A delightful cricket tour had been going
extremely well without cricket when the first of our games became due.
As it did though, the low-lying cloud that had been clinging to the
cliffs all morning took on a new intensity, while increasing the
darkness or decreasing the light, whichever takes your fancy. Then it
started to rain. You do not need that on cricket tour unless you are
subject to one of two things: 1. You have a hangover from Hell, or 2.
refer to 1. above.
Being the responsible Fixture Secretary that I am, I telephoned Chris
at Mount Hawke's ground to find out all about the situation. The
gentleman who answered at the clubhouse said "It's fine up here
and we're all waiting for you." Fine words indeed, as the convoy
of cars drove their way slowly through the intensifying rain and
degenerating levels of light (how's that description then?) on
increasingly slippery roads. On reaching their ground, it abated just
enough for us to run in to the pavilion with all our stuff before the
Heavens opened once again. On our arrival, we could still see the
drystone wall on the far side of the ground, however after another ten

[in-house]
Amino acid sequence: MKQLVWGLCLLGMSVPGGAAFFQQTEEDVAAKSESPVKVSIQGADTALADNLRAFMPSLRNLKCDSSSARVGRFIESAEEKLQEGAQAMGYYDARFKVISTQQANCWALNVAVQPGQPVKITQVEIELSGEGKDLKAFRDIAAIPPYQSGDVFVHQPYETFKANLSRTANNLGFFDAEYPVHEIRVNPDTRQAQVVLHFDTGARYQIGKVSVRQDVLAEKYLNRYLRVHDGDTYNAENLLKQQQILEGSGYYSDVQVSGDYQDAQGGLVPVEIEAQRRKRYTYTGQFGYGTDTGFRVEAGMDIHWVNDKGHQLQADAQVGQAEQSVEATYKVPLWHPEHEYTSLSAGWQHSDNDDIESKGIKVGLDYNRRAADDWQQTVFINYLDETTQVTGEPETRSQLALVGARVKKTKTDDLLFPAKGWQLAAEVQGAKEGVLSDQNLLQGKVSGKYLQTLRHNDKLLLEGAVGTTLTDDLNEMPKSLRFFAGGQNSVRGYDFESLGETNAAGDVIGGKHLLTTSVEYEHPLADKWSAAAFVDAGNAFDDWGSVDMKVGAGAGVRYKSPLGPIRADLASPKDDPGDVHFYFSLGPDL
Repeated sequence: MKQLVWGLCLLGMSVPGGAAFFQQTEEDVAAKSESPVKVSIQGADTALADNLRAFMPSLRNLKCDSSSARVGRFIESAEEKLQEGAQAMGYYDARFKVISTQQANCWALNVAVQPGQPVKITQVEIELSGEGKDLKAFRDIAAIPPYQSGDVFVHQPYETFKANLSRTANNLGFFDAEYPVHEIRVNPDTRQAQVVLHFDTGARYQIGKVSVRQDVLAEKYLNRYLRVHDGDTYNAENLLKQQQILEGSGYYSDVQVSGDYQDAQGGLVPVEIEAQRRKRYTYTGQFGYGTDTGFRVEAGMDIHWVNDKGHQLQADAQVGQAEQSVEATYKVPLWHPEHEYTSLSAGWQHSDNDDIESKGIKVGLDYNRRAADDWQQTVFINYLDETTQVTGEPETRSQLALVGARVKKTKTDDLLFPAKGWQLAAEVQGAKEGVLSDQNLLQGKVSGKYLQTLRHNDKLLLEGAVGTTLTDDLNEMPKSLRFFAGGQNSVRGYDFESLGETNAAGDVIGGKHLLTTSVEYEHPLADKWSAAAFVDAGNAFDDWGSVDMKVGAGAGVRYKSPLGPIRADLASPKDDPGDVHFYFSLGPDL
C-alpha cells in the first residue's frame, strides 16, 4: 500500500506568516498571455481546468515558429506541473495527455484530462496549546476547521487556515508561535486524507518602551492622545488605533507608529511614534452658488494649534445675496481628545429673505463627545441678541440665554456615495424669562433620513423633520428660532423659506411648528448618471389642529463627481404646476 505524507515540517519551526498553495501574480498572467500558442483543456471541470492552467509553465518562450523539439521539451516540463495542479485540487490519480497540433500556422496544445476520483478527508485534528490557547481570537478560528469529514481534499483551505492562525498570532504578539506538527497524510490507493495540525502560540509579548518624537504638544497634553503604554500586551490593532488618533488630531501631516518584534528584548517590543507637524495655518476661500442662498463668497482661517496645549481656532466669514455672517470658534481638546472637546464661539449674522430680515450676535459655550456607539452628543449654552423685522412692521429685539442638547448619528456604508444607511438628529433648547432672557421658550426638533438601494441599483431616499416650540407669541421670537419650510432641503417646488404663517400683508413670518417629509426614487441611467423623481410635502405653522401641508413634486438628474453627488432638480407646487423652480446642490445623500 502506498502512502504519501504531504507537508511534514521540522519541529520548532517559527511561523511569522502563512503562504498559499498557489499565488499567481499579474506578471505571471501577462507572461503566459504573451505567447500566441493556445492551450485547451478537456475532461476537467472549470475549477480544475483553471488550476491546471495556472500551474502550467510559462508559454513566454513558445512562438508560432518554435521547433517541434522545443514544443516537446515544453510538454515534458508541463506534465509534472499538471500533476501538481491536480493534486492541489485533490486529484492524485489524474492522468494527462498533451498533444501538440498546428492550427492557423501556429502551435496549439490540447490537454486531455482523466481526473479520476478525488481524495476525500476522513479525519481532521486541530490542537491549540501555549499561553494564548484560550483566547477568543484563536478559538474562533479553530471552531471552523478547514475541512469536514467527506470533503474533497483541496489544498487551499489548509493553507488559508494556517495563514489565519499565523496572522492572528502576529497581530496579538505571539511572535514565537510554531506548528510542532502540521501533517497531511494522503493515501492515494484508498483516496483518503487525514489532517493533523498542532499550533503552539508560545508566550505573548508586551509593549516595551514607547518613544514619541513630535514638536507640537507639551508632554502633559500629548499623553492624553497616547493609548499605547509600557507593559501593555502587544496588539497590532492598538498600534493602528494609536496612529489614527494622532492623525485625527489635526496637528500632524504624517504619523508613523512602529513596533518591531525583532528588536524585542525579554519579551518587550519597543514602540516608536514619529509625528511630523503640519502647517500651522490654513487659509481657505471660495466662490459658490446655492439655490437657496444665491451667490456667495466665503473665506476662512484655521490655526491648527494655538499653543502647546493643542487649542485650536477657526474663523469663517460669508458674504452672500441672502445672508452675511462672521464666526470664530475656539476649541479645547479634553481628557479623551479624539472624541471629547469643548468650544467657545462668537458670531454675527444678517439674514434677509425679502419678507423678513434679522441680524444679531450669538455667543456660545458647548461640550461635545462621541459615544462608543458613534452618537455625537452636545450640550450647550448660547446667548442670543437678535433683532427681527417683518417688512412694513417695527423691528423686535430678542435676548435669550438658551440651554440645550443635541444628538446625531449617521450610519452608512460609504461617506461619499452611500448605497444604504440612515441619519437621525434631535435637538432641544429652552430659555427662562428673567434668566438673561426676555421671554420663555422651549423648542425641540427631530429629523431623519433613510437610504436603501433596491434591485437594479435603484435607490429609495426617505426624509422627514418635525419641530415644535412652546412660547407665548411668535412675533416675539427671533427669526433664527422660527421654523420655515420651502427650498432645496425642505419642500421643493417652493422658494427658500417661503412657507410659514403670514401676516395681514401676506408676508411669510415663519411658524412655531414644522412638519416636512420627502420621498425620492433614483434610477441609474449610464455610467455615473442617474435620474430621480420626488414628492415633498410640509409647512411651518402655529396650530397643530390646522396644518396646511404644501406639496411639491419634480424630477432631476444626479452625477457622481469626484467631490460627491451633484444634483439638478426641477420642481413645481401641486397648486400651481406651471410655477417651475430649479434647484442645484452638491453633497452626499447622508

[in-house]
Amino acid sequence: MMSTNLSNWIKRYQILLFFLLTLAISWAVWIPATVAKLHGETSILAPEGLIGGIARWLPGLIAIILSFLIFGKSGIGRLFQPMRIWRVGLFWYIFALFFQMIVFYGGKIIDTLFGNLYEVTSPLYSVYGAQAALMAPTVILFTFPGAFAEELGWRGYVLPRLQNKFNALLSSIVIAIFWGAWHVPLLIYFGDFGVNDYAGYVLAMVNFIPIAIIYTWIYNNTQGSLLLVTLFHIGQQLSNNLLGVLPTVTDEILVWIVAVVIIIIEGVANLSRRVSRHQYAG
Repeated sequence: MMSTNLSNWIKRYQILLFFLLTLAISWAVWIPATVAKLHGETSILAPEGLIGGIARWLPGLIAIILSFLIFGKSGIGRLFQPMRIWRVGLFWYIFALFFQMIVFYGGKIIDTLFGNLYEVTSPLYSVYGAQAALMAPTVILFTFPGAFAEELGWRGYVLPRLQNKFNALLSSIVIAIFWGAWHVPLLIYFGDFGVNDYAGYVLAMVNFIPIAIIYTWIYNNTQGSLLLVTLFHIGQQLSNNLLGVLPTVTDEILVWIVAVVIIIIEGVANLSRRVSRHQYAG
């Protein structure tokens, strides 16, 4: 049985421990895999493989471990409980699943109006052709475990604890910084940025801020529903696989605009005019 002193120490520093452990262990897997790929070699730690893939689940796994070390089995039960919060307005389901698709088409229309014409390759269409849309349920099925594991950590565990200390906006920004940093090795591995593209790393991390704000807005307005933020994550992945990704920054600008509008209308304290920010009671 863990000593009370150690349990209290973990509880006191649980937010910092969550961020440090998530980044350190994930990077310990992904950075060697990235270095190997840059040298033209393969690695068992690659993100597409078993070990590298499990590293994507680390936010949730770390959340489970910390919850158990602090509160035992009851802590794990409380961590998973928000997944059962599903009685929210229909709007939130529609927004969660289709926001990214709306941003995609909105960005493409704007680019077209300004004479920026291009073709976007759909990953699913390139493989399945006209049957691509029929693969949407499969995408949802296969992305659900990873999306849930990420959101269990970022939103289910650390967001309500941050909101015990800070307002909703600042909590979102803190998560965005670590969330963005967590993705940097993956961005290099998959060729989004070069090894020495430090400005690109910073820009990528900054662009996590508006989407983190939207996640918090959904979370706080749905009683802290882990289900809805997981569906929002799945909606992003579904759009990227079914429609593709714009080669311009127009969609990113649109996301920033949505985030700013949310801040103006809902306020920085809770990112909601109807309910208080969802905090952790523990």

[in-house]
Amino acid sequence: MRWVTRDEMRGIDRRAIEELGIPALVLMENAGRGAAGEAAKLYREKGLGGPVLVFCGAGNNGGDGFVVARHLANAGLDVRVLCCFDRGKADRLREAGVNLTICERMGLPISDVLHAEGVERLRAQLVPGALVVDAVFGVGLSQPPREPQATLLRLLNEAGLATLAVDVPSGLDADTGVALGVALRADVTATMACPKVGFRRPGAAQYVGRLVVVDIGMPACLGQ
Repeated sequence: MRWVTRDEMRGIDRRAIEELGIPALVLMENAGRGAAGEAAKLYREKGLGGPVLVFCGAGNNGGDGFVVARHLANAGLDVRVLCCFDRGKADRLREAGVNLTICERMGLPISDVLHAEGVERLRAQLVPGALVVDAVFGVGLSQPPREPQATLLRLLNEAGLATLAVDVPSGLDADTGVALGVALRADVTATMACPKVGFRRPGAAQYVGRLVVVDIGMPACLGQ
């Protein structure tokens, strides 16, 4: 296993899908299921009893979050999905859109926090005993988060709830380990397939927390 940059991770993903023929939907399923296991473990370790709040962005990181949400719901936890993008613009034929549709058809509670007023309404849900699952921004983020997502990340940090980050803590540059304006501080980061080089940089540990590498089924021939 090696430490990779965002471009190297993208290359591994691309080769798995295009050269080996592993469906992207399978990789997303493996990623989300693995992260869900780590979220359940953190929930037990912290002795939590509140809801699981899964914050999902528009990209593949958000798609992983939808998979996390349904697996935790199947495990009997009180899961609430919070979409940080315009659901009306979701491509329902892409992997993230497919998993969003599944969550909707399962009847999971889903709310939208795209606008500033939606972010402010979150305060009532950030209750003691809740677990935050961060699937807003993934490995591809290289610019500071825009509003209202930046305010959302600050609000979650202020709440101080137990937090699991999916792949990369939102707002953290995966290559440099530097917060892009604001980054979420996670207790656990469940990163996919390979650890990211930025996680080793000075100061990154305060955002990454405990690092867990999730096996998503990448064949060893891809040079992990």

minutes of descending fog put paid to our even viewing a hand in front
of our face.
Sadly, this meant an early internal bath for our guts, otherwise known
as a couple of pints of beer in the clubhouse as members of the
opposition gradually decreased in number. Had the sun suddenly emerged
from out of the blue (or we viewed it, dark gray) the resulting game
would have been extremely interesting. As it was, most of us could
hear the distant call of the Watering Hole on Perranporth beach, the
result of two days solid boozing, as per usual. The evening was taken
up with the traditional Sunday Evening meal in the Waterfront Restaurant
where we witnessed a clearing sky with a smattering of sunset
colouring before retiring to
bed for an early night. Oh yeah, some chance.